United States District Court, D. South Carolina, Rock Hill Division
PATRICK MICHAEL DUFFY JUDGE
matter is before the Court on Plaintiff Alfred Simmons'
objections to United States Magistrate Judge Paige J.
Gossett's report and recommendation (“R &
R”) (ECF Nos. 24 & 23). The Magistrate Judge
recommends that the Commissioner's decision be affirmed.
For the reasons stated herein, the Court overrules
Simmons' objections and adopts the R & R.
January 15, 2018, the Magistrate Judge issued her R & R
recommending that the Court affirm the ALJ's decision.
Simmons filed objections on January 30, and Defendant
responded on February 9. Accordingly, this matter is now ripe
Magistrate Judge makes only a recommendation to this Court.
The R & R has no presumptive weight, and the
responsibility for making a final determination remains with
the Court. Mathews v. Weber, 423 U.S. 261, 270-71
(1976). Parties may make written objections to the Magistrate
Judge's proposed findings and recommendations within
fourteen days after being served with a copy of the R &
R. 28 U.S.C. § 636(b)(1). This Court must conduct a de
novo review of any portion of the R & R to which a
specific objection is made, and the Court may accept, reject,
or modify the Magistrate Judge's findings and
recommendations in whole or in part. Id.
Additionally, the Court may recommit the matter to the
Magistrate Judge with instructions. Id. A
party's failure to object is taken as the party's
agreement with the Magistrate Judge's conclusions.
See Thomas v. Arn, 474 U.S. 140, 151-52 (1985).
Absent a timely, specific objection-or as to those portions
of the R & R to which no specific objection is made-this
Court “must ‘only satisfy itself that there is no
clear error on the face of the record in order to accept the
recommendation.'” Diamond v. Colonial Life
& Accident Ins. Co., 416 F.3d 310, 315 (4th Cir.
2005) (quoting Fed.R.Civ.P. 72 advisory committee's
reviewing court must uphold the findings and conclusions of
the ALJ “if they are supported by substantial evidence
and were reached through application of the correct legal
standard.” Craig v. Chater, 76 F.3d 585, 589
(4th Cir. 1996). “Substantial evidence is ‘such
relevant evidence as a reasonable mind might accept as
adequate to support a conclusion . . . .'”
Id. (quoting Richardson v. Perales, 402
U.S. 389, 401 (1971)). “In reviewing for substantial
evidence, [the Court] do[es] not undertake to re-weigh
conflicting evidence, make credibility determinations, or
substitute [its own] judgment for that of the [ALJ].”
Id. (citing Hays v. Sullivan, 907 F.2d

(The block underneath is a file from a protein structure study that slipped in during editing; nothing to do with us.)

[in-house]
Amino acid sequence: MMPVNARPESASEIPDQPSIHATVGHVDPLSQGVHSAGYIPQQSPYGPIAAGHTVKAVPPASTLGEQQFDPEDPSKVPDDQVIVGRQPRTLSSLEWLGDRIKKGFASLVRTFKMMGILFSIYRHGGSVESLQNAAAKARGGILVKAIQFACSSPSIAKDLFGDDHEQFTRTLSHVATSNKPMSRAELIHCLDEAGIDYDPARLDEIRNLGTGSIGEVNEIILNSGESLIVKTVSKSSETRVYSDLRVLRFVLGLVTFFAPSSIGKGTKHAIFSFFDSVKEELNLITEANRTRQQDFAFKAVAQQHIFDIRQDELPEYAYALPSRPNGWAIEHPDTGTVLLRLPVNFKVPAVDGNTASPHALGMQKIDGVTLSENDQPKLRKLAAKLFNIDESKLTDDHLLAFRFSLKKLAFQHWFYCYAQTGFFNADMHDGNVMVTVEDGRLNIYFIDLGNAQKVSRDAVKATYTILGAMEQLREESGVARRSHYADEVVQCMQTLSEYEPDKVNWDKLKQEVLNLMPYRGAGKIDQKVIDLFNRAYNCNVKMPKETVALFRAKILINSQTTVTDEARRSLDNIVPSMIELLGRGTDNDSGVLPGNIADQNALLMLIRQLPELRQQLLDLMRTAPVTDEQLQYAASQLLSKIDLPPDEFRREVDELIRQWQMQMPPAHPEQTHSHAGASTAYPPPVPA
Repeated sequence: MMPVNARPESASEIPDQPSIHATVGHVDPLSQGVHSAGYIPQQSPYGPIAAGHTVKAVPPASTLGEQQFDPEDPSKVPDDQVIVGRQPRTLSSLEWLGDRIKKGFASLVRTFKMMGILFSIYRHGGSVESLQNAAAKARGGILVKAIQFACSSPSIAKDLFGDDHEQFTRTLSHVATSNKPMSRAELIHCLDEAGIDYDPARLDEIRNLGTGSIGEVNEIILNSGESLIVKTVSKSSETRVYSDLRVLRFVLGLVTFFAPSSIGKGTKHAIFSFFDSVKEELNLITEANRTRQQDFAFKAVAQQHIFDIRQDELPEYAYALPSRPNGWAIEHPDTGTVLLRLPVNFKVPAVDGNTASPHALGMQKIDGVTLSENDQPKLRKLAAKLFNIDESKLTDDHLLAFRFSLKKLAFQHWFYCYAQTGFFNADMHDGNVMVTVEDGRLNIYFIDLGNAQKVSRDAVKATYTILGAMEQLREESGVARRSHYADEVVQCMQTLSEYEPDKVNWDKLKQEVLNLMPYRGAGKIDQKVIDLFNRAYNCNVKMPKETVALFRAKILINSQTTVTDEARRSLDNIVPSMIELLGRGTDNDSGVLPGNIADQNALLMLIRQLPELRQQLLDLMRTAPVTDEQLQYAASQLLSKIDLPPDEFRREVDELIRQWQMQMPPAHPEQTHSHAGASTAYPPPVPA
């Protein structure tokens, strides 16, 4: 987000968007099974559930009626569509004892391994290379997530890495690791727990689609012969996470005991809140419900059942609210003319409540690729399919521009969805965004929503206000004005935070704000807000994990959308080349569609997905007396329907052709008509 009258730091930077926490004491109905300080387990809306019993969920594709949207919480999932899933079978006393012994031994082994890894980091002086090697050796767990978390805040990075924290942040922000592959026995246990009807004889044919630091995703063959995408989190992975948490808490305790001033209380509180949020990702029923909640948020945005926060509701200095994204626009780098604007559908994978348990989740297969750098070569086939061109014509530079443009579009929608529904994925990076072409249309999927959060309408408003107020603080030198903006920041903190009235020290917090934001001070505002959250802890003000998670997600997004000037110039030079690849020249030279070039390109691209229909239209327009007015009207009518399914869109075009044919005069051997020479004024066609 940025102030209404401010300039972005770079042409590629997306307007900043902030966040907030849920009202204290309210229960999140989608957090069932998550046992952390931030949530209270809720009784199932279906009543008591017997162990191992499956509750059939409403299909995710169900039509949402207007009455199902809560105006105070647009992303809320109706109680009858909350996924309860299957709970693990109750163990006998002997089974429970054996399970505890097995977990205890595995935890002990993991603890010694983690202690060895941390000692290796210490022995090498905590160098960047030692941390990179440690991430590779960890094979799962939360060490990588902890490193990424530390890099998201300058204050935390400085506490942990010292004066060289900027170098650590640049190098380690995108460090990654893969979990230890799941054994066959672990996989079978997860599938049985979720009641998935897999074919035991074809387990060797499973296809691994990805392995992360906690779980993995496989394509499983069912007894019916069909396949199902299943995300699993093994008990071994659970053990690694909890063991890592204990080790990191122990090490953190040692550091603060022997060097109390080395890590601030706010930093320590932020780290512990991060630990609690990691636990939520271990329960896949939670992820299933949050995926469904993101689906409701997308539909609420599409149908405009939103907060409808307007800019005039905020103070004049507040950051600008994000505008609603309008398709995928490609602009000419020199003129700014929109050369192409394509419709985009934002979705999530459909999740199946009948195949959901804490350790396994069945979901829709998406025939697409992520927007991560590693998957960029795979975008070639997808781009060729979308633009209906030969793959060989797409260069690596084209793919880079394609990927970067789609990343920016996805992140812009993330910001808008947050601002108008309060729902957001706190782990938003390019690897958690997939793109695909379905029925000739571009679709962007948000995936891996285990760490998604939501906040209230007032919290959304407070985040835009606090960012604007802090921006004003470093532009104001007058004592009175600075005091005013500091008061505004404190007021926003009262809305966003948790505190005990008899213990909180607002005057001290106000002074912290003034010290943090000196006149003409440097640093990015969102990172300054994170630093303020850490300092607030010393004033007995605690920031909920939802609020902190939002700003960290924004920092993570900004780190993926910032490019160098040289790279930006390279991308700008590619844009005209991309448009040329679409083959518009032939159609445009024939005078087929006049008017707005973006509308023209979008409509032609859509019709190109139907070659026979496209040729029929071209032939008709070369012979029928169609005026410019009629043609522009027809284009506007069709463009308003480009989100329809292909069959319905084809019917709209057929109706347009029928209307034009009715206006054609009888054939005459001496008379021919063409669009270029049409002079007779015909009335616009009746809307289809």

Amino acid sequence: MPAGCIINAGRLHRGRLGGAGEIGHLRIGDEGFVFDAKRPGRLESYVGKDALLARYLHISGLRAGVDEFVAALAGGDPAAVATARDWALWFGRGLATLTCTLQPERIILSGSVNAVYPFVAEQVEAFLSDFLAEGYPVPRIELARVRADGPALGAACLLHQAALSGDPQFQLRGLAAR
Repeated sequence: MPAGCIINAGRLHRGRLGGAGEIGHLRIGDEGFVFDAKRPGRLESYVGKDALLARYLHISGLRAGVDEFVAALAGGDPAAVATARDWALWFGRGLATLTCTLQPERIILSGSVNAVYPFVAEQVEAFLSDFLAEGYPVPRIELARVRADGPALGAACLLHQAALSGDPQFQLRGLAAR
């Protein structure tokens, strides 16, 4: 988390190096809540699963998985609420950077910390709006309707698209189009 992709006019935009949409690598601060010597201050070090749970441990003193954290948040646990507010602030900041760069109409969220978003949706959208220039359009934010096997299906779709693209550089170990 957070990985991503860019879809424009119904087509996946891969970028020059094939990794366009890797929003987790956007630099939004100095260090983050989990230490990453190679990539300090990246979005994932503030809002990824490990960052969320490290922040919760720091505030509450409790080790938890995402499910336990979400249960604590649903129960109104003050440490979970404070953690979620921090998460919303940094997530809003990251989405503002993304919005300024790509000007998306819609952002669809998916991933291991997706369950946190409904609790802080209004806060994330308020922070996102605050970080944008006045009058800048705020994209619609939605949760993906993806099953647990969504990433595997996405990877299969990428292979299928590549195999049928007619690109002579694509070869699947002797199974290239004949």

1453, 1456 (4th Cir. 1990)). When “conflicting evidence
allows reasonable minds to differ as to whether a claimant is
disabled, ” the decision is left to the judgment of the
ALJ. Id. (quoting Walker v. Bowen, 834 F.2d
635, 640 (7th Cir.1987)).
raises three objections to the R & R. First, he objects
to the ALJ's finding that his peripheral vascular disease
was not a severe impairment. Second, he objects to the
Magistrate Judge's determination that the new evidence
presented to the Appeals Council does not merit remand to the
ALJ. Third, he objects to the ALJ's evaluation of his
subjective complaints. The Court addresses each in turn.
Peripheral Vascular Disease
argues that the Magistrate Judge and the ALJ erred in
determining that his peripheral vascular disease
(“PVD”) was not a severe impairment.
Specifically, Simmons argues that both the ALJ and Magistrate
Judge improperly relied on Simmons' vascular study
results (which were normal), rather than his arterial study
results (which showed abnormalities). Simmons bears the
burden of showing his impairment is severe. See Bowen v.
Yuckert, 482 U.S. 137, 146 n.5 (1987).
determining that Simmons' PVD was not a severe
impairment, as defined by 20 C.F.R §§
404.1520(a)(4)(ii), 416.920(a)(4)(ii), the ALJ noted that in
February 2014, Simmons' complaints were mostly related to
his osteoarthritis and his venous studies were negative. The
ALJ also noted that Simmons' May 2014 physical was
normal, though he acknowledged that a June arterial study
showed severe PVD on the right side and moderate PVD on the
left. Still, the ALJ found this condition was not a severe
impairment because a November vascular study showed that,
following treatment, Simmons' PVD was reduced to only
mild findings on the right and no PVD on the left.
argues that the ALJ improperly relied on the May physical to
conclude that Simmons did not have PVD at that time. He
argues that the physical is merely silent on his PVD because
it did not include any vascular or arterial testing. The
Court finds that Simmons misreads the ALJ's use of the
May physical. The ALJ did not conclude that the May physical
was conclusive evidence that Plaintiff did not have PVD at
that time. Rather, the ALJ merely noted that the May exam was
normal. Since Simmons bears the burden of showing he has a
severe impairment, Bowen, 482 U.S. at 146 n.5, a
physical that is merely silent with respect to his PVD fails
to help him meet his burden.
assuming, for the sake of argument, that a May vascular or
arterial study would have shown PVD, the ALJ's
determination is still supported by substantial evidence
since treatment improved Simmons' condition within a
matter of months. After the June diagnosis and some
treatment, the November vascular study showed only mild
symptoms on the right and no symptoms on the left. ...